Let’s Dance!

Let’s Dance!

Photo:  http://www.ephesustoursguide.com/must-see-places-in-turkey/whirling-dervish-monastery-shrine-of-rumi.html

‘The only way to make sense out of change is to plunge into it,  

move with it, and join the dance.’

–Alan Watts

I’ve been thinking about dance a lot lately.  I think my contemplation began when I stumbled across an old and iconic YouTube video of Joe Cocker and Jim Belushi dancing and singing together on Saturday Night Live.  If you haven’t seen it, it’s definitely worth a look or a second look.  If imitation is the sincerest form of flattery, then Jim must have LOVED Joe!  The video also reminded me of Elaine’s dance moves on an episode of Seinfeld.  She was hilarious and I loved her sharp elbows and jerky kicks.  Elaine and Joe both showed us that dance is much more about joyful abandon than it is about grace and beauty.

The dictionary defines dance as  “to move one’s body rhythmically usually to music to engage in or perform a dance.”  Does dance have to be rhythmic?  Must music be present?  Is dance always a choreographed performance?  I’m not sure.  Can’t dance just be a synonym for the never-ending movement in life?  I sat at my big picture-window this morning and scanned the never-ending show outside.  The ripples in the morning tide moved in relentlessly as Manklin Creek welcomed the glistening sunrise.  Yes, the ripples were rhythmic and they were beautiful!  Two gulls circled lazily overhead, their movements a foreground to the changing shades of pink and yellow on the clouds above them.  Good Morning Sunshine!  (Isn’t that a song?) Nature supplies the dance and I supply the music!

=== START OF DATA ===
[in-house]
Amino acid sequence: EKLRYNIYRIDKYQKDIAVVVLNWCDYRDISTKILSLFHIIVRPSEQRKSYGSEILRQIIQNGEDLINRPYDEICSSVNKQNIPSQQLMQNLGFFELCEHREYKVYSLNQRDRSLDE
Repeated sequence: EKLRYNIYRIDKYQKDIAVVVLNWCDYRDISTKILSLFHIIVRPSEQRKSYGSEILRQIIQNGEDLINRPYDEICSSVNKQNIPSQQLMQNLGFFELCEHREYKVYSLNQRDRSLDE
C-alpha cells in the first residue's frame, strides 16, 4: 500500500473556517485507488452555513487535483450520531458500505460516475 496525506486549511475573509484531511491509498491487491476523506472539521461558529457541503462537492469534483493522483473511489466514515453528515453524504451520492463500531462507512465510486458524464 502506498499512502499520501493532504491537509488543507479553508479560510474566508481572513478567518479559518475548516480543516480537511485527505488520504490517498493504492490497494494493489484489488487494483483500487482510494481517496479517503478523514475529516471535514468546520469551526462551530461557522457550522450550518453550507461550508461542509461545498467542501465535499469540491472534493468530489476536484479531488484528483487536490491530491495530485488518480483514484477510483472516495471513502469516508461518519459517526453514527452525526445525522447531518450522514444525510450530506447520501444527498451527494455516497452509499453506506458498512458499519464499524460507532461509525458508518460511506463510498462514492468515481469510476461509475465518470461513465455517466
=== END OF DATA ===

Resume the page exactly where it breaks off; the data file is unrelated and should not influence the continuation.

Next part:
Morning is high energy time for Chuck and Hunter, my two Welsh Terriers.  Chuck interrupted my morning reverie over and over as he 1) barked to be let out, 2) barked outside at the awakening squirrels, 3) barked at the neighbors getting into their vehicles, and 4) barked to be let in.  While all this was going on, Hunter was racing from one end of the living room to the other with both his and Chuck’s bully sticks in his mouth.  With a sigh of resignation, I got up from my seat at the window, let Chuck in and invited him into my lap.  This was Hunter’s signal to jump into the chair next to me, glaring at me as Chuck pawed at me to scratch his belly.  This morning routine was far from unique.  Perhaps choreographed?    It wasn’t long, however, before Chuck jumped down and started his usual “whirling dervish” dance.  After witnessing this performance at least 999 times over the last six years, I knew that he needed to be let out again.  And, if I didn’t react within 2 minutes, I’d be sorry by what inevitably followed.  Fortunately, on this morning, I got him out the door in time!  As Chuck’s audience, I reacted as anticipated perfectly!